This government shut down infuriates me. I do not think the President nor Congress realize how damaging this shutdown. If they do, my faith in Congress and the President will be almost nonexistent. Potentially the U.S. economy (the largest economy in the world) can suffer. By consequence, the global economy will be affected as well. This fight about the wall between Congress and the President can affect more than just 800,000 government employees and their families.

    • I agree that the president does not understand the impact of the shutdown. I believe this precisely because that billionaire claims to be able to relate to the workers he has furloughed. His claim is patently absurd. However, Congress understands fully well the plight of the 800,000 government workers now going without pay. The problem is that Congress is unable to pass legislation funding the government without the president’s approval, and DJT ain’t signing nothing until he gets his wall. Democrats claim to be willing to negotiate a wall once the government has been unshuttered, but they refuse to allow citizens to be used a pawns in the president’s wall agenda. Meanwhile, Republicans seem to want to reopen the government, though they are unwilling to upset the president, believing that to upset him will cost them the votes of his MAGA base and the donations of his corporate sponsors. Some might claim I’m oversimplifying the situation, but I’ve tried to describe as accurately, albeit succinctly, as possible.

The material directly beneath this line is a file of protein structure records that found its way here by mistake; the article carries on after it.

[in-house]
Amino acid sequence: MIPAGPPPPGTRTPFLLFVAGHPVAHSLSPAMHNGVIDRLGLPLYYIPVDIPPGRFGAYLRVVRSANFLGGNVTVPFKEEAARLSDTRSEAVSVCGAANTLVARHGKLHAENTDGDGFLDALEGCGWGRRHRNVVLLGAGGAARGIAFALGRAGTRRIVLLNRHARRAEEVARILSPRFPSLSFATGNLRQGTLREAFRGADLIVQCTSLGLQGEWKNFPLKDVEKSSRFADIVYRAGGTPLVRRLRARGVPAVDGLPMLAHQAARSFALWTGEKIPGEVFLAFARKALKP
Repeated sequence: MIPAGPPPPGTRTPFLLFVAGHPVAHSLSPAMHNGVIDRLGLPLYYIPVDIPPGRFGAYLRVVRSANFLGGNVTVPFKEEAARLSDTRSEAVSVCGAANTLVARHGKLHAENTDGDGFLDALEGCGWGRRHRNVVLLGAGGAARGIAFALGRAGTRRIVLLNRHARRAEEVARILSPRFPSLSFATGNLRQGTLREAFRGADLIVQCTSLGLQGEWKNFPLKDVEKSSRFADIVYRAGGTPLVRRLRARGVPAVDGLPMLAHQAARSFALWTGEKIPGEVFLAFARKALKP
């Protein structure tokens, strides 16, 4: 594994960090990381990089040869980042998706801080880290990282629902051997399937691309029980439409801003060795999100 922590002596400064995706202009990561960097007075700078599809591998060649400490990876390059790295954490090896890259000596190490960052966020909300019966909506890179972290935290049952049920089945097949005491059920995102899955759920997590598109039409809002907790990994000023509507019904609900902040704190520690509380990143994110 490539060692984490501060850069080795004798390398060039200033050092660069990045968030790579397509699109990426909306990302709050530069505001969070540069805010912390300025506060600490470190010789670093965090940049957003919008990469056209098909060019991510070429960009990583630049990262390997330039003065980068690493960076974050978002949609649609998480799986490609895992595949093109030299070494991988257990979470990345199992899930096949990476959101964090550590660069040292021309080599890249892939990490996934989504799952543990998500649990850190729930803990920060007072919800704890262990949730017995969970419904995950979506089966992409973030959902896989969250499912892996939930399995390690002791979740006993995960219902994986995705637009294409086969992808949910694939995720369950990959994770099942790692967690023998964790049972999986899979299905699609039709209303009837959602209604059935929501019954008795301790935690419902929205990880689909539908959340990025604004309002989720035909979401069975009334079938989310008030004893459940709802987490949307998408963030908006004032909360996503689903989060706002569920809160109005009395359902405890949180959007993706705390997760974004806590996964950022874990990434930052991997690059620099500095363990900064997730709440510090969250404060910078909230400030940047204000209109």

3. wakingligeia says:

    Seeing this post made me wonder if shutdowns occur exclusively in America. I found this article by the Washington Post: https://www.washingtonpost.com/news/worldviews/wp/2018/01/22/why-other-countries-dont-have-government-shutdowns-2/?noredirect=on&utm_term=.14899037edef. They said that, for the most part, other democratic countries have ways to prevent their governments from shutting down in case of partisan deadlock. To me, this seems like just another flaw in our Great Experiment in Democracy. What infuriates me the most about issues like these is that if we could just agree as a country to recognize our fundamental flaws and work to solve them, the government would never shut down. Similarly, pulling specific, legislative meaning out of vague, 200-year-old writing by ideologues would be far easier. The societal problem I see is that, even with a shutdown affecting almost a million Americans, many chauvinistic people will continue to blindly support our institutions. I once heard, perhaps from a Vox video or something similar, the idea that, ‘running a country is like parenting. The really bad parents just boast about their children and believe them to be undeniably perfect. Better ones recognize the struggles of their children and work with them to help them improve and grow as people.’ This idea really made sense to me. As long as we keep on ignoring events like shutdowns, or even mass shootings, we will be stuck in the mindset of supporting our institutions regardless of any major flaws within them.